People can bank money — they can’t bank prison time, the Supreme Judicial Court ruled Tuesday.
The state’s highest court rejected the idea that a defendant whose drug conviction was overturned due to government misconduct should be allowed to “bank” prison time to draw on when they face incarceration on some other charge in the future.
“The defendant is not entitled to receive mandatory credit for time served on a prior, wholly unrelated charge,” Justice David Lowy wrote for the unanimous court.
The ruling stemmed from the Amherst drug lab scandal, in which state chemist Sonja Farak used drugs seized by police to feed her addiction and then filed reports falsely claiming that materials she substituted for the drugs were real, often leading people to plead guilty and be sentenced to prison.
One such person was Braulio Caliz. He served nine months in prison in 2012 on a Farak-related conviction that has since been voided, one of 24,000 prosecutions wiped out because of Farak’s actions and the failure of then-Attorney General Martha Coakley’s office to disclose the full extent of Farak’s actions to defendants, the SJC said.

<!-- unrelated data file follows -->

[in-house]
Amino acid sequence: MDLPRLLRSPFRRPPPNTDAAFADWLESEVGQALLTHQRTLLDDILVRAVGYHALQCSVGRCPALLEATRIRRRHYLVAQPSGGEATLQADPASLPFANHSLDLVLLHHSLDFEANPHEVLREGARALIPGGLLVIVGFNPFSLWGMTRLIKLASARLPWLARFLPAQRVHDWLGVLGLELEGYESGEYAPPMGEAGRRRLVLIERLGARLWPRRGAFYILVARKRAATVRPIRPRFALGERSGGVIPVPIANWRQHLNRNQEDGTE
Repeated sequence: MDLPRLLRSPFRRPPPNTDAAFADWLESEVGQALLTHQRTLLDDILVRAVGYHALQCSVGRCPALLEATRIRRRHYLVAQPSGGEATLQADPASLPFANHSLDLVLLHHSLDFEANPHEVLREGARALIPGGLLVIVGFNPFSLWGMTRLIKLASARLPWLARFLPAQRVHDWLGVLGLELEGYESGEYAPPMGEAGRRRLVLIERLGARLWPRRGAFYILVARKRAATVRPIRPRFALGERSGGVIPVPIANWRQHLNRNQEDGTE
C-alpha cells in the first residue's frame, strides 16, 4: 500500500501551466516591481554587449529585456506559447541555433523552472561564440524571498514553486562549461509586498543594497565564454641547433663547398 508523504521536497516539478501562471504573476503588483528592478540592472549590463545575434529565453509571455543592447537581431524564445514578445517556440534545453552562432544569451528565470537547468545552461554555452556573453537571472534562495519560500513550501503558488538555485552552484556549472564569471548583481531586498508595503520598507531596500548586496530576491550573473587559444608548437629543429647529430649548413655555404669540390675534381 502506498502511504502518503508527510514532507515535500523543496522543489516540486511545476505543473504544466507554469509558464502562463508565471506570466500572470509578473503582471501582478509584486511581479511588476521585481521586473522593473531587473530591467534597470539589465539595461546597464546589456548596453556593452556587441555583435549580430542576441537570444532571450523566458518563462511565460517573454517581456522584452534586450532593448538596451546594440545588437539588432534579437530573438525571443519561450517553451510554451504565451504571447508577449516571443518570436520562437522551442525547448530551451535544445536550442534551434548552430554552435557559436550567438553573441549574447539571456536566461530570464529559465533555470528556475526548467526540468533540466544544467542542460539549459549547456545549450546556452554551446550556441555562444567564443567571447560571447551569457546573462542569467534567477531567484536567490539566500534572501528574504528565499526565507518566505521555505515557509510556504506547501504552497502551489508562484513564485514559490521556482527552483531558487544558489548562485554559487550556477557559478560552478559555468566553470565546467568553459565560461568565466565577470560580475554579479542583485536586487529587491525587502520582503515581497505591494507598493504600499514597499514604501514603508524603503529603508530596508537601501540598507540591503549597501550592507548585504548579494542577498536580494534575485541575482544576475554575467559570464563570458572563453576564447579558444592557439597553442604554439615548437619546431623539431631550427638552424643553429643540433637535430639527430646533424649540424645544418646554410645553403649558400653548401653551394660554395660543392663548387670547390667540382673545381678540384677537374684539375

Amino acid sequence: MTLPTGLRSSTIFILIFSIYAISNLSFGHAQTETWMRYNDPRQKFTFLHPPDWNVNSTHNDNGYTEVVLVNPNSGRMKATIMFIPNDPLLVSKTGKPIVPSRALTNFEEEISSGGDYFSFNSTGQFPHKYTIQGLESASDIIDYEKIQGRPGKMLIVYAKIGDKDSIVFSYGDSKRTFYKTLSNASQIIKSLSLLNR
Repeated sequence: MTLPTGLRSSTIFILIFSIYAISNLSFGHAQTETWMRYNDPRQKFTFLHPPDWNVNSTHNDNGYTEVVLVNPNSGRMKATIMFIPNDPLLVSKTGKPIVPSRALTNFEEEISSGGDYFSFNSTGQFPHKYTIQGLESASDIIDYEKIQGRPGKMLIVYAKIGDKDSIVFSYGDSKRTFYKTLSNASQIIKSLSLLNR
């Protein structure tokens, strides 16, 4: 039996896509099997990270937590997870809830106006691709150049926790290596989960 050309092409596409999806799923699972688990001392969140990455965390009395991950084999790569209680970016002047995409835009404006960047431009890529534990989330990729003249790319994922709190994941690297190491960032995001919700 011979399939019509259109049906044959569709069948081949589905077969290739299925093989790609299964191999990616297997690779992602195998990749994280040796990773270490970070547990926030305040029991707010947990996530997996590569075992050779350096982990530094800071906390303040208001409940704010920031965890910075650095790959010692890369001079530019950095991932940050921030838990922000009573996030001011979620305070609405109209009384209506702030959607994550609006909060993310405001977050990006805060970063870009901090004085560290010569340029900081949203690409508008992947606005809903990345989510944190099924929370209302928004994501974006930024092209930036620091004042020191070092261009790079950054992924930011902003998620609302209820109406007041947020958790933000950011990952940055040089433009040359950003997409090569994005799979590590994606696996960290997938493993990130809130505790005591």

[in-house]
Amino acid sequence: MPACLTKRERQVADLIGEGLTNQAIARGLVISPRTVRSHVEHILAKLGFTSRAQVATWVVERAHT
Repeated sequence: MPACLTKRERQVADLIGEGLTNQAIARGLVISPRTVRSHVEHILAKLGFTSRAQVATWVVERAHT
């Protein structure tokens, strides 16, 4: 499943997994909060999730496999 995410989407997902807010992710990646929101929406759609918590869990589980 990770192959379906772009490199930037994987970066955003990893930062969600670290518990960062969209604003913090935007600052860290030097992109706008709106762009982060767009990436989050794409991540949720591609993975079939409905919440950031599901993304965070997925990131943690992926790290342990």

Caliz and the Massachusetts Association of Criminal Defense Lawyers argued that the injustice of losing one’s freedom due to government misdeeds should be acknowledged by the creation of a prison time “bank” account available for future convictions.
Caliz wanted to tap the “bank” and deduct 717 days from the new sentence he faces for a 2017 drug conviction.
In a concurring opinion, Justice Elspeth B. Cypher offered a more straightforward reason for shutting down the “bank” idea.
“Allowing such a credit is inappropriate because it would give anyone who held it license to commit potentially serious crimes without fear of significant repercussion,” she wrote. “Jail credit for future use is not appropriate, as it defeats the purposes of sentencing and creates a public safety risk.”
An alternative to those ensnared in what Lowy described as one of the “biggest scandals in the Commonwealth’s justice system in decades” is to seek compensation through a civil lawsuit, the SJC said.